Starring as Clearte in Steffani’s ultra rare Niobe, regina di Tebe at The Royal Opera, countertenor Tim Mead spoke to me about the burgeoning interest in the countertenor voice and how his career took off after standing in for David Daniels in a performance of Giulio Cesare at Glyndebourne.
Q) Earlier this year Opera Magazine published an interview with mezzo soprano Christine Rice, which included a controversial statement about the need for the “quality control” of countertenors who now regularly perform in baroque opera – particularly, singing roles that were once universally performed by mezzo sopranos. This is a viewpoint I have often heard repeated, especially by singers and critics. My question to you is why is this the default position adopted by many, especially when one considers that the standard in countertenor singing has been raised to such a high level as to render all but unrecognisable some of the more egregious examples of the 1970s and 1980s?
TM: Well I don’t subscribe to this viewpoint at all. “Quality control” is not something which must be restricted only to countertenors. As with all voice types, there will appear over time, voices of varied quality. Taste in countertenor singing has changed considerably over the past 30 or 40 years, leading to the quality of the singing improving significantly, both in terms of the range of colours present and in the vocal authority on display. When it comes to casting singers, you cast from strength, not just because you have a preference for countertenors or mezzos. In fact, I really don’t believe that happens today.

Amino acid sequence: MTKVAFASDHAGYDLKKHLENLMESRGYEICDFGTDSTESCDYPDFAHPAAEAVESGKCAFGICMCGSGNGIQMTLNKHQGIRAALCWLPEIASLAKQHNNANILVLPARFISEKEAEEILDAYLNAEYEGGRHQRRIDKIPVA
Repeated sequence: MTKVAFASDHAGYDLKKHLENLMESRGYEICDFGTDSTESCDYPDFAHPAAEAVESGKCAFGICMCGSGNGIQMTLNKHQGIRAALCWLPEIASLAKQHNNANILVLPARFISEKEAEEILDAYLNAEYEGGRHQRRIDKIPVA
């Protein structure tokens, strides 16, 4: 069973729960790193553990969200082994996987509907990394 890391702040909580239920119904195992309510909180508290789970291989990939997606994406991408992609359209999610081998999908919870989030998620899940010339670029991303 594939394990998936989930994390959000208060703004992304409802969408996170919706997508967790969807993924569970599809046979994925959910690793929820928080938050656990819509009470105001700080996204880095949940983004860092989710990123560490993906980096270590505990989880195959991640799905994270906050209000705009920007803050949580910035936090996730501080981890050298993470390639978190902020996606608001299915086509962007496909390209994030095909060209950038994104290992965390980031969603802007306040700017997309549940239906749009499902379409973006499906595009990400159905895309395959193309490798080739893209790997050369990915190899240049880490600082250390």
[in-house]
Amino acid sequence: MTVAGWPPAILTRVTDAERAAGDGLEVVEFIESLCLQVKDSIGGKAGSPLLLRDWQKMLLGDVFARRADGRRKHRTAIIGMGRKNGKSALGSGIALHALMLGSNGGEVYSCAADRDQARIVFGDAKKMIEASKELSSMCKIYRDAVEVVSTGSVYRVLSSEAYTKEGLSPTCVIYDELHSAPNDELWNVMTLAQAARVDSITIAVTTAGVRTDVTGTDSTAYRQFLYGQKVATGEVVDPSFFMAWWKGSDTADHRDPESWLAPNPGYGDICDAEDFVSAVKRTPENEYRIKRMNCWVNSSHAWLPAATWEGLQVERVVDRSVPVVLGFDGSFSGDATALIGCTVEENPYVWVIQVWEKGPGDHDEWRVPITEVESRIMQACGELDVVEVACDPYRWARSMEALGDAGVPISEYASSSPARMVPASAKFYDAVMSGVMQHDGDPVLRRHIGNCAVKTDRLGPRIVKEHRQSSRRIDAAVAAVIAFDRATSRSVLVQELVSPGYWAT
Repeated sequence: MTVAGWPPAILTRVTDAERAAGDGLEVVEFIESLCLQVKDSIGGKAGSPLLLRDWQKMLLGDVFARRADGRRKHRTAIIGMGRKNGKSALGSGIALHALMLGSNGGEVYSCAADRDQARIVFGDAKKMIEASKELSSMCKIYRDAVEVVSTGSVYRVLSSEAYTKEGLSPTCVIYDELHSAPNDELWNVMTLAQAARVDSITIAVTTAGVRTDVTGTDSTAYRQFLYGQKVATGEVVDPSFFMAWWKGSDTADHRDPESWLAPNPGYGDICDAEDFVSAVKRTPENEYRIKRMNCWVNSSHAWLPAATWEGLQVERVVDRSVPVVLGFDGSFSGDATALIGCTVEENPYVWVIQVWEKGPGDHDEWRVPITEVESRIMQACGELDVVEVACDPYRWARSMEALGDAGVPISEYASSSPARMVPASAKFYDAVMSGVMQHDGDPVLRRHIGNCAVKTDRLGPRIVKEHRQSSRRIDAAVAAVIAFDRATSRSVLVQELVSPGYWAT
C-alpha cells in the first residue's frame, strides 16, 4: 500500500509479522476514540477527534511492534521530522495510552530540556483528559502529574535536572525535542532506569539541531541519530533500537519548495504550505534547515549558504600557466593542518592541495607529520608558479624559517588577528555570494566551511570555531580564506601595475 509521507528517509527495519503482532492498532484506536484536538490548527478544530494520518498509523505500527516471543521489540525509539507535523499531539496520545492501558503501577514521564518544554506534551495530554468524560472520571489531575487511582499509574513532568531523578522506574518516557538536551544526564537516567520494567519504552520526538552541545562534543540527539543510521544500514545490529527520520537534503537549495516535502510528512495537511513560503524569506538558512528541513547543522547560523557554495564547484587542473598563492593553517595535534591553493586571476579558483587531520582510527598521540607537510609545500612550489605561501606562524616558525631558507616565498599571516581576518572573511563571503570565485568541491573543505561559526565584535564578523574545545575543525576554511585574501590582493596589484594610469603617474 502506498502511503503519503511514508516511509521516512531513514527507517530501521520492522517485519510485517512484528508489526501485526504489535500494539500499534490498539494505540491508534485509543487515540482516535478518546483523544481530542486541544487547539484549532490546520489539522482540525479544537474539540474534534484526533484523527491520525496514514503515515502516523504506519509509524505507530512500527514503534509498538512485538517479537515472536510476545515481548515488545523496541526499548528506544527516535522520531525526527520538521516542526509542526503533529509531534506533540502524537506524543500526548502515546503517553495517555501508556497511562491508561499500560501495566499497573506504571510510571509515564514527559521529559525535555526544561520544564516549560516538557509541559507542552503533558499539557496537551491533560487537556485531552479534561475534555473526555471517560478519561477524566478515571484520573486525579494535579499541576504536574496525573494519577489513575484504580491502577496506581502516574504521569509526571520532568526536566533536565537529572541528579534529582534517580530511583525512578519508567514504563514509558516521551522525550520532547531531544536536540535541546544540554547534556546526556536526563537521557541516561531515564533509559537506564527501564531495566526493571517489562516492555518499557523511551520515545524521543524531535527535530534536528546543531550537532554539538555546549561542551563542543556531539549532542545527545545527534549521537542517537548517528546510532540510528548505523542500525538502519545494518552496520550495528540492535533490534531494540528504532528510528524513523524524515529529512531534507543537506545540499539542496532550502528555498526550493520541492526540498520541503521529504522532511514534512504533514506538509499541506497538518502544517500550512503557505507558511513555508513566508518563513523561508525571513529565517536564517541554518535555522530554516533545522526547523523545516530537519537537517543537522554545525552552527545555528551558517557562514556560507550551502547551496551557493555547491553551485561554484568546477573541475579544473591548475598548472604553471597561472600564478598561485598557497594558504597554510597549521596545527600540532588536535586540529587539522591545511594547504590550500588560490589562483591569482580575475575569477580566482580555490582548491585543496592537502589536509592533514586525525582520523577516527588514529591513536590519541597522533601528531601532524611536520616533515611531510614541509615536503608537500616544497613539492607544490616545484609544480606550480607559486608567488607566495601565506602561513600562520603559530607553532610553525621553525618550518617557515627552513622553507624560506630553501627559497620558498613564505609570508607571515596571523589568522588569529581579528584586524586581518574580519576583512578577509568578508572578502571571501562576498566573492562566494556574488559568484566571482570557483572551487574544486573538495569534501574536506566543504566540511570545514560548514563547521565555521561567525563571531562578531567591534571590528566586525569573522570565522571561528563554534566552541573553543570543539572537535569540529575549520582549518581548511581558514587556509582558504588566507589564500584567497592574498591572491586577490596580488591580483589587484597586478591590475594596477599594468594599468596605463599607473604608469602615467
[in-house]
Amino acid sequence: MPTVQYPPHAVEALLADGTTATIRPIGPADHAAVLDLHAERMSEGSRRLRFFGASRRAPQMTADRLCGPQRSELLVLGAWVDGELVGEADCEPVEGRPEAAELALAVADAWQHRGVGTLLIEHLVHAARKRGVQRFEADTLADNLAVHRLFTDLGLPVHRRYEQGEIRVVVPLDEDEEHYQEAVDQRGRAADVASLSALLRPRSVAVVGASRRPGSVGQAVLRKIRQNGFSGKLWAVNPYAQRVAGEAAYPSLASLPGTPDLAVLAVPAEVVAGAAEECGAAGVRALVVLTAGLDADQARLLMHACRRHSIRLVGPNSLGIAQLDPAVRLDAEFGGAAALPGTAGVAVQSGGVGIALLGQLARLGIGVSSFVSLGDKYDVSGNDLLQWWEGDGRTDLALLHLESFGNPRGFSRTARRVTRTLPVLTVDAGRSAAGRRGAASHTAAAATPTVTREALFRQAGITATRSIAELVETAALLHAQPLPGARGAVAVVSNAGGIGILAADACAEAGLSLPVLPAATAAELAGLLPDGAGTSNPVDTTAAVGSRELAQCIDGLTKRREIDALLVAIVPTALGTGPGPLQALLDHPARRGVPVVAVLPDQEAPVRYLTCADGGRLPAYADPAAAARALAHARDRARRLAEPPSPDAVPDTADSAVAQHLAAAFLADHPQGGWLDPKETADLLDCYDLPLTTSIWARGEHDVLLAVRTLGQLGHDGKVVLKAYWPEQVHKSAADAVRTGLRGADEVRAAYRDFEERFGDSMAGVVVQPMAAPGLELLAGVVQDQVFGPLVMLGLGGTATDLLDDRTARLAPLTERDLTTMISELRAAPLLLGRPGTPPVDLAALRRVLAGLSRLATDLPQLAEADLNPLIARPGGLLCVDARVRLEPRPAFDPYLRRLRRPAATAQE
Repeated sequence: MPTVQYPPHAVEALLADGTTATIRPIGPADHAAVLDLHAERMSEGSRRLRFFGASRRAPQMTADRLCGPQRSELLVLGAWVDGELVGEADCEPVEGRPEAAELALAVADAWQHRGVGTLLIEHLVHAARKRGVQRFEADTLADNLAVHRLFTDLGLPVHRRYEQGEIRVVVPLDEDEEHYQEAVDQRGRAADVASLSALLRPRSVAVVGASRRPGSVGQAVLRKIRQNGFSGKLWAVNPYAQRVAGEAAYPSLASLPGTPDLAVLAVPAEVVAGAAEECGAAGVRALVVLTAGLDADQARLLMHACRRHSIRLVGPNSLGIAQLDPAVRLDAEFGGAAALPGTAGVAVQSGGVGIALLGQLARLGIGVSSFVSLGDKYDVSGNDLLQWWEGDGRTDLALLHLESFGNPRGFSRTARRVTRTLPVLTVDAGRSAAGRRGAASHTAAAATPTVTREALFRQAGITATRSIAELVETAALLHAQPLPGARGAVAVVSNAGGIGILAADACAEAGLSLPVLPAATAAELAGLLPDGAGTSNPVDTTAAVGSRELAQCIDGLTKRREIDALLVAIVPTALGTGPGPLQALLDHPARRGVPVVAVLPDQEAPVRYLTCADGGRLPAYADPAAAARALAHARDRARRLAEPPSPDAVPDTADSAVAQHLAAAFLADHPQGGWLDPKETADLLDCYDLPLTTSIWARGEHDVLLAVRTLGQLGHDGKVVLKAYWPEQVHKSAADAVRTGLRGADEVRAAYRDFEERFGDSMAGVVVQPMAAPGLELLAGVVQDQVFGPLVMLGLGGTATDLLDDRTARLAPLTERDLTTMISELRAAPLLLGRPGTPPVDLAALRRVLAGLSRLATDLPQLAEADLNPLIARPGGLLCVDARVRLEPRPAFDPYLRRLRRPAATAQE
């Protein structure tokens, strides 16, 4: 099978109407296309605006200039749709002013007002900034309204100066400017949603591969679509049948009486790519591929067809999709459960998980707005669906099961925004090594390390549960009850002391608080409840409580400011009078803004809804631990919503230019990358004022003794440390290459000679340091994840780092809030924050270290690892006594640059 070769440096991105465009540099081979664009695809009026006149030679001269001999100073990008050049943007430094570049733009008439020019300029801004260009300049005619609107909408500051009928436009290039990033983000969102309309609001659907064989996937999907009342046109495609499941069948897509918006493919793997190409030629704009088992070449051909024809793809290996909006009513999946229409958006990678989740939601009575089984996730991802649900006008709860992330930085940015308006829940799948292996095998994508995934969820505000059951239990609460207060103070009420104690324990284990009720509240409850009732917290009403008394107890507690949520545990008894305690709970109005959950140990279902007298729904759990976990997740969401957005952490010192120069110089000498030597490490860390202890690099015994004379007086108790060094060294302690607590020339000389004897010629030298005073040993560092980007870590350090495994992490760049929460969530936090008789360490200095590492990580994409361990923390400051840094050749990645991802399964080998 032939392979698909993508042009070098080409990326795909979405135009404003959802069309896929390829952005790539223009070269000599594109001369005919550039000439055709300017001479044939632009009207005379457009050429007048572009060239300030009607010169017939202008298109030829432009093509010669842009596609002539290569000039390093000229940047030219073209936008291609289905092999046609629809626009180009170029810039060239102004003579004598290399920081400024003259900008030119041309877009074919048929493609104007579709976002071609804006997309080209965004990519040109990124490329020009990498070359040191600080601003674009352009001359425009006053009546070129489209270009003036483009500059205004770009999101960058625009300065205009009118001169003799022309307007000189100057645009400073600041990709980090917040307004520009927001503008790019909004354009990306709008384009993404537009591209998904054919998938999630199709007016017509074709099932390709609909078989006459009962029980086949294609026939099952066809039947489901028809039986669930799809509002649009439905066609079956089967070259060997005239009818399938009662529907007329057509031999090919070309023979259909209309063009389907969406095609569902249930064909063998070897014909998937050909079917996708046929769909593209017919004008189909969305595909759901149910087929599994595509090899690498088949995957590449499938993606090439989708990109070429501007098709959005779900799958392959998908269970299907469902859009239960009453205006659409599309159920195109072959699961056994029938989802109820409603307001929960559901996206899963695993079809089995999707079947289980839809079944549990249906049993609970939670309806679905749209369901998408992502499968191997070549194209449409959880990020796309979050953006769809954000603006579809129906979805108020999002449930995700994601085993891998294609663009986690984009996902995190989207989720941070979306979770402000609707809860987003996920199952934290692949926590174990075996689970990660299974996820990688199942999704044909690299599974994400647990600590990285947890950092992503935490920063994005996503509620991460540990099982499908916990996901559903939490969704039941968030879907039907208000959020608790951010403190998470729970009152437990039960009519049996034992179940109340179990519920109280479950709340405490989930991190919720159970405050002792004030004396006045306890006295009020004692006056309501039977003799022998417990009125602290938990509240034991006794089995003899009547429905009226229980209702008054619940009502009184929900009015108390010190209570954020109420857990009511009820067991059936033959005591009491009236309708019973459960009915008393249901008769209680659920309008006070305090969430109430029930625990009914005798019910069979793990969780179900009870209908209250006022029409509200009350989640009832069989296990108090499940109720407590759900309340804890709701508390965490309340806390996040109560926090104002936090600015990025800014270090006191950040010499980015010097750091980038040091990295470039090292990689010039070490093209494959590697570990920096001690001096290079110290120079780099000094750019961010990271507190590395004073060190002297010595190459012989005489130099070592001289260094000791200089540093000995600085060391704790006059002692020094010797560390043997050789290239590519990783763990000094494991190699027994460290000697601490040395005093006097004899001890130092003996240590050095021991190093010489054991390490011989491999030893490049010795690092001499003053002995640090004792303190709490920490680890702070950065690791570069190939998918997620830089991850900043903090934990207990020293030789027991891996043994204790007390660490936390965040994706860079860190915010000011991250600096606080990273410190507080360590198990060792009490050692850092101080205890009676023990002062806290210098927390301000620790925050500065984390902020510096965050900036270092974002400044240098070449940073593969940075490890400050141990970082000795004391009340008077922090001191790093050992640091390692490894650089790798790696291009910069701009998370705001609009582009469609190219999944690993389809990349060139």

There are so many good, available countertenors that I simply don’t believe that the “quality control” issue is taken all that seriously. There are a huge range of different types of countertenor voice, all developing as the voice type has moved from being purely choral to operatic. We have come a long way since Alfred Deller.